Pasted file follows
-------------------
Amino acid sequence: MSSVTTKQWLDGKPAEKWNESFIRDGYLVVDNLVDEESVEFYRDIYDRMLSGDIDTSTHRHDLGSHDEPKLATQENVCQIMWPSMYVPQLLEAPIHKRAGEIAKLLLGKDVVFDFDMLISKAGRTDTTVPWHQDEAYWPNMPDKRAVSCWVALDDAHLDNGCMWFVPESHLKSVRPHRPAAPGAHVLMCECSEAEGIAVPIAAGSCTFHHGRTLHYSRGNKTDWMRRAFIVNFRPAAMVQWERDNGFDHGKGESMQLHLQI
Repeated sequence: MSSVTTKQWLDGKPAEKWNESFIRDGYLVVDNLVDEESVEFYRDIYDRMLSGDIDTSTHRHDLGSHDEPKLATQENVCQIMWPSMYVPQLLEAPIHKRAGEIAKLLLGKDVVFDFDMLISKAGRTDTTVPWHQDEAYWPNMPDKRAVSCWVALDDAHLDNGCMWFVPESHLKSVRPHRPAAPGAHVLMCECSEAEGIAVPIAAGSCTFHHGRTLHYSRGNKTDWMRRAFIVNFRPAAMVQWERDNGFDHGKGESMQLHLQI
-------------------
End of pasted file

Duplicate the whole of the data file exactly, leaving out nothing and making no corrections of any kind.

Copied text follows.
Amino acid sequence: MSSVTTKQWLDGKPAEKWNESFIRDGYLVVDNLVDEESVEFYRDIYDRMLSGDIDTSTHRHDLGSHDEPKLATQENVCQIMWPSMYVPQLLEAPIHKRAGEIAKLLLGKDVVFDFDMLISKAGRTDTTVPWHQDEAYWPNMPDKRAVSCWVALDDAHLDNGCMWFVPESHLKSVRPHRPAAPGAHVLMCECSEAEGIAVPIAAGSCTFHHGRTLHYSRGNKTDWMRRAFIVNFRPAAMVQWERDNGFDHGKGESMQLHLQI
Repeated sequence: MSSVTTKQWLDGKPAEKWNESFIRDGYLVVDNLVDEESVEFYRDIYDRMLSGDIDTSTHRHDLGSHDEPKLATQENVCQIMWPSMYVPQLLEAPIHKRAGEIAKLLLGKDVVFDFDMLISKAGRTDTTVPWHQDEAYWPNMPDKRAVSCWVALDDAHLDNGCMWFVPESHLKSVRPHRPAAPGAHVLMCECSEAEGIAVPIAAGSCTFHHGRTLHYSRGNKTDWMRRAFIVNFRPAAMVQWERDNGFDHGKGESMQLHLQI